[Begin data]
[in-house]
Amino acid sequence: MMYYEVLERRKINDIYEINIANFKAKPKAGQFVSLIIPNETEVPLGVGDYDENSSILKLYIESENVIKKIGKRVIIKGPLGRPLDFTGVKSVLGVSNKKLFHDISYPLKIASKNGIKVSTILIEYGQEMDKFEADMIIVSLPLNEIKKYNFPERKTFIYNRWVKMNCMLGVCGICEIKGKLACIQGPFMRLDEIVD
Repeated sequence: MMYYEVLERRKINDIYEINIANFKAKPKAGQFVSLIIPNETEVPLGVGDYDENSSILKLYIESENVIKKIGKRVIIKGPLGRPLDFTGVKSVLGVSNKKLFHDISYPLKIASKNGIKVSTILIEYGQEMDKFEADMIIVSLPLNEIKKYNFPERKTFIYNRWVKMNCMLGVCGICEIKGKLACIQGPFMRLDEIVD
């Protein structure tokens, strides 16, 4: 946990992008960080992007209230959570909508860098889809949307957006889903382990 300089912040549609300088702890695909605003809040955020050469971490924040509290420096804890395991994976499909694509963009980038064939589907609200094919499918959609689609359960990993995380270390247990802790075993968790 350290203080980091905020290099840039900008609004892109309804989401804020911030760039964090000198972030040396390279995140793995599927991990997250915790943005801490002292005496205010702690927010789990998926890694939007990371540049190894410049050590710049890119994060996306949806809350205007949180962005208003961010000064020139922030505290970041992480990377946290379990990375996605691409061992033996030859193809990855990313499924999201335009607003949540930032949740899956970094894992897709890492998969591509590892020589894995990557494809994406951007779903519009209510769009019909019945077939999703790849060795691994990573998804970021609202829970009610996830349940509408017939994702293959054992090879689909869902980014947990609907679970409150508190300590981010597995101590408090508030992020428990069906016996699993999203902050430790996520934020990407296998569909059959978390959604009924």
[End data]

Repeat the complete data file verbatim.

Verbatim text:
[in-house]
Amino acid sequence: MMYYEVLERRKINDIYEINIANFKAKPKAGQFVSLIIPNETEVPLGVGDYDENSSILKLYIESENVIKKIGKRVIIKGPLGRPLDFTGVKSVLGVSNKKLFHDISYPLKIASKNGIKVSTILIEYGQEMDKFEADMIIVSLPLNEIKKYNFPERKTFIYNRWVKMNCMLGVCGICEIKGKLACIQGPFMRLDEIVD
Repeated sequence: MMYYEVLERRKINDIYEINIANFKAKPKAGQFVSLIIPNETEVPLGVGDYDENSSILKLYIESENVIKKIGKRVIIKGPLGRPLDFTGVKSVLGVSNKKLFHDISYPLKIASKNGIKVSTILIEYGQEMDKFEADMIIVSLPLNEIKKYNFPERKTFIYNRWVKMNCMLGVCGICEIKGKLACIQGPFMRLDEIVD
């Protein structure tokens, strides 16, 4: 946990992008960080992007209230959570909508860098889809949307957006889903382990 300089912040549609300088702890695909605003809040955020050469971490924040509290420096804890395991994976499909694509963009980038064939589907609200094919499918959609689609359960990993995380270390247990802790075993968790 350290203080980091905020290099840039900008609004892109309804989401804020911030760039964090000198972030040396390279995140793995599927991990997250915790943005801490002292005496205010702690927010789990998926890694939007990371540049190894410049050590710049890119994060996306949806809350205007949180962005208003961010000064020139922030505290970041992480990377946290379990990375996605691409061992033996030859193809990855990313499924999201335009607003949540930032949740899956970094894992897709890492998969591509590892020589894995990557494809994406951007779903519009209510769009019909019945077939999703790849060795691994990573998804970021609202829970009610996830349940509408017939994702293959054992090879689909869902980014947990609907679970409150508190300590981010597995101590408090508030992020428990069906016996699993999203902050430790996520934020990407296998569909059959978390959604009924």